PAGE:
A recent investigation by The Globe and Mail revealed that for-profit nursing home owners in Toronto, Canada, are opting to sell their properties to housing developers rather than undertake mandatory upgrades to comply with design standards. This sell-off of nursing homes poses a challenge to the Ontario government’s goal of creating 60,000 new and upgraded beds by 2028. The situation is particularly acute in Toronto, where demand for beds is high, and six facilities have already closed or are closing. With the real estate market booming, owners see more profitability in selling to developers.
The profitability of residential mixed-use developments compared to investing in nursing home upgrades underscores the need for sustainable financing models and government incentives to ensure the availability of quality senior care.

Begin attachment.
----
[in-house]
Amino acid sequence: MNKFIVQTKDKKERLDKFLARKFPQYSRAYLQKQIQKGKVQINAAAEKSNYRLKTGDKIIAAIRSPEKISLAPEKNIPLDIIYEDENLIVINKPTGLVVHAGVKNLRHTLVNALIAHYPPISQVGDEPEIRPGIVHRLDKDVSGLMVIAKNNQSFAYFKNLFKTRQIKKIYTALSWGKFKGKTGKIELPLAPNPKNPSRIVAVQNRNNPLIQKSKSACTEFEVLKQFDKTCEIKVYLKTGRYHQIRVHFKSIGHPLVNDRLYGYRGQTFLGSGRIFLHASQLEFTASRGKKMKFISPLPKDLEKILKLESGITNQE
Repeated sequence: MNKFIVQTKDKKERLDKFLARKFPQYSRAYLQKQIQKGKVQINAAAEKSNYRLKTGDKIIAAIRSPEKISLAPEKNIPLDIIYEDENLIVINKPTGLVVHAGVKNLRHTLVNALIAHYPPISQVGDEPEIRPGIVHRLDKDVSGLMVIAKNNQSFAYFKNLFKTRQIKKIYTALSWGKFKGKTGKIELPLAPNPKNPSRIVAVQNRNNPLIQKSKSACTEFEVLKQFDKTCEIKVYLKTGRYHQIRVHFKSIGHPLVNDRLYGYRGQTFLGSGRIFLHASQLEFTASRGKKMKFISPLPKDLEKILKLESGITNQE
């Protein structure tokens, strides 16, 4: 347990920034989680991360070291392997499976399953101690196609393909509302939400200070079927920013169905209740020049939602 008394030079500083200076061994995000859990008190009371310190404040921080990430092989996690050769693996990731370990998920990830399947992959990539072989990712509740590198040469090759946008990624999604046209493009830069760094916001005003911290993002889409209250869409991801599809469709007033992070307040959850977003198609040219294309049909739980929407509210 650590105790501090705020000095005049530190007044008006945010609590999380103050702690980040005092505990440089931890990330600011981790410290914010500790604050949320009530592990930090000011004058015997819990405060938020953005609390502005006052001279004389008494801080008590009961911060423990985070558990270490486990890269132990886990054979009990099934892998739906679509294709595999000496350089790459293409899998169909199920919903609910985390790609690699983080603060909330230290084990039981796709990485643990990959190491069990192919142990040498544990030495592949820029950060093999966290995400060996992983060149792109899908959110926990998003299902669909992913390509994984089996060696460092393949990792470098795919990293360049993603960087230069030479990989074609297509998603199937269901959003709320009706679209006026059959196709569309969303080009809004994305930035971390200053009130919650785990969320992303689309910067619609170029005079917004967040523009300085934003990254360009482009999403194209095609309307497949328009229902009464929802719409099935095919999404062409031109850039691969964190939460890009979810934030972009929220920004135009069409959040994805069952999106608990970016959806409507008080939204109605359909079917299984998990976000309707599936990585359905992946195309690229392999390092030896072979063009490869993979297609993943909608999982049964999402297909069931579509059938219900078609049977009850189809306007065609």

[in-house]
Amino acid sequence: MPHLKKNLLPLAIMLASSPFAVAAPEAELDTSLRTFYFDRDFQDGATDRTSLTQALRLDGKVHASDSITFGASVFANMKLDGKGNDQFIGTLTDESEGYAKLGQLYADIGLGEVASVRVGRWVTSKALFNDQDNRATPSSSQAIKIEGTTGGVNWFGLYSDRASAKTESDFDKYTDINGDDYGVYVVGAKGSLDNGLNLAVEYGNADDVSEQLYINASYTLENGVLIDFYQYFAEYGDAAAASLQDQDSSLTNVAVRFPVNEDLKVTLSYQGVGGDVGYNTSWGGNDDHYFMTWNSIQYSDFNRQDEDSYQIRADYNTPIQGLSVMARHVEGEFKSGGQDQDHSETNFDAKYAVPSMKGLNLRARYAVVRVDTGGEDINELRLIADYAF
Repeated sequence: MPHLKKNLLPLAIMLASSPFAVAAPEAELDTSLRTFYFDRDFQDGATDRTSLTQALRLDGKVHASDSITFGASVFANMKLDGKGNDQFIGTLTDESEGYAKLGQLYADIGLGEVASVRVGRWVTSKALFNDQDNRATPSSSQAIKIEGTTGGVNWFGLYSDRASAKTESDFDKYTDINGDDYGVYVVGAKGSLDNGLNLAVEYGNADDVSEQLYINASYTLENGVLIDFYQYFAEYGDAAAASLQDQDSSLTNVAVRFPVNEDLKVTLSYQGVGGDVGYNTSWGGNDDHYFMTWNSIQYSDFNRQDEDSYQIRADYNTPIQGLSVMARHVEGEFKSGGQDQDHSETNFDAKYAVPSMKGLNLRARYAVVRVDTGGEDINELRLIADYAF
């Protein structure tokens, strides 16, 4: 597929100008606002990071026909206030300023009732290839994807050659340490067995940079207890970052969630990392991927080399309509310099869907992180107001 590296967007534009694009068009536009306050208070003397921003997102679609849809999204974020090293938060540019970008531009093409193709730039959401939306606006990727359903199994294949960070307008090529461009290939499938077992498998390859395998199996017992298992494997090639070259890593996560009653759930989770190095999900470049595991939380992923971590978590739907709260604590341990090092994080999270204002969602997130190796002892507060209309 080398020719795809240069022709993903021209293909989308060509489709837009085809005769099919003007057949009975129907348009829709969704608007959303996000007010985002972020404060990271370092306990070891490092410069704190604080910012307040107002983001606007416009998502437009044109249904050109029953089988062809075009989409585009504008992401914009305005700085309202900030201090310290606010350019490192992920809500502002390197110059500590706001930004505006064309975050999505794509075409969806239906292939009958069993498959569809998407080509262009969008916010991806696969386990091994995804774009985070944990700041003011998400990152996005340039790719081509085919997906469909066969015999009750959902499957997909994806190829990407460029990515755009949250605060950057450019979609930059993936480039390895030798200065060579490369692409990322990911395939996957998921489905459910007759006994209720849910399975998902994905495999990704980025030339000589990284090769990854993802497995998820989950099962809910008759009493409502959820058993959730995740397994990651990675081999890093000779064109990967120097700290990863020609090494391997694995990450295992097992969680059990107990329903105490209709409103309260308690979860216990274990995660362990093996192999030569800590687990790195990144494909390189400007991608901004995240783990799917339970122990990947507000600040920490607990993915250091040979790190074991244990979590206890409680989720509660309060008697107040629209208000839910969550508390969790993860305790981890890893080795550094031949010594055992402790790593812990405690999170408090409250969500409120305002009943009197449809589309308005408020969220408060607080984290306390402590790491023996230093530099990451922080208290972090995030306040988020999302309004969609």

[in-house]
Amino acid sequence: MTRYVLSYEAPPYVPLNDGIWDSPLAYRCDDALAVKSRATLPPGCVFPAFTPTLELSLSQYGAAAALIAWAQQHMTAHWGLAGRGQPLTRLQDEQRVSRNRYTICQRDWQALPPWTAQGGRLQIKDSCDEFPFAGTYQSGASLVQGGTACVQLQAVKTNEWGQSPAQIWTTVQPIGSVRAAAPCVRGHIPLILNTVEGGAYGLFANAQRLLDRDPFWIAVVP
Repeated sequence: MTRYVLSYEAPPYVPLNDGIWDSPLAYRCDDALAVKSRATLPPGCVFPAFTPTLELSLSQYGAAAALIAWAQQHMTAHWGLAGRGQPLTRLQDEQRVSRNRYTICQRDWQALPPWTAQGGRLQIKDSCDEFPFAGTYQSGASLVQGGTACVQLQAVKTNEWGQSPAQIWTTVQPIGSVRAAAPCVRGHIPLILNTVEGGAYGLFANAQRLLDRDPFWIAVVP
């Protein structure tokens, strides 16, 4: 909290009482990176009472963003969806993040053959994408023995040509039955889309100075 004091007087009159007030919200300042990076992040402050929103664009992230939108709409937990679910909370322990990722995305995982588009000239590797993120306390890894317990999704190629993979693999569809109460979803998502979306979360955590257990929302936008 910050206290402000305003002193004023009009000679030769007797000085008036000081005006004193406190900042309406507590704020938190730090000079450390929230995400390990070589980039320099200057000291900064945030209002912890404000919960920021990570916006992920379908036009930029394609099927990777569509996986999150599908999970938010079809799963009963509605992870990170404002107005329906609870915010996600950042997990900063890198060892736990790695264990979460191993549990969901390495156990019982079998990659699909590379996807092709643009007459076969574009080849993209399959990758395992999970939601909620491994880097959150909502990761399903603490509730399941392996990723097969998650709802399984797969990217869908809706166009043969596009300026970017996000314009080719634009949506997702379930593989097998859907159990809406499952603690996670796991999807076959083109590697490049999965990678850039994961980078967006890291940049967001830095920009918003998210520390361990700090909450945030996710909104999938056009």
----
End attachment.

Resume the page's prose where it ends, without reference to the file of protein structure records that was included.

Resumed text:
The strain on the senior housing market in Toronto emphasizes the urgency for collaborative efforts between the government, developers, and communities to address the shortage of beds. Innovative solutions, such as public-private partnerships and streamlined approval processes, can help expedite the development of new and profitable long-term care residences, and ensure accessible and affordable care options for seniors.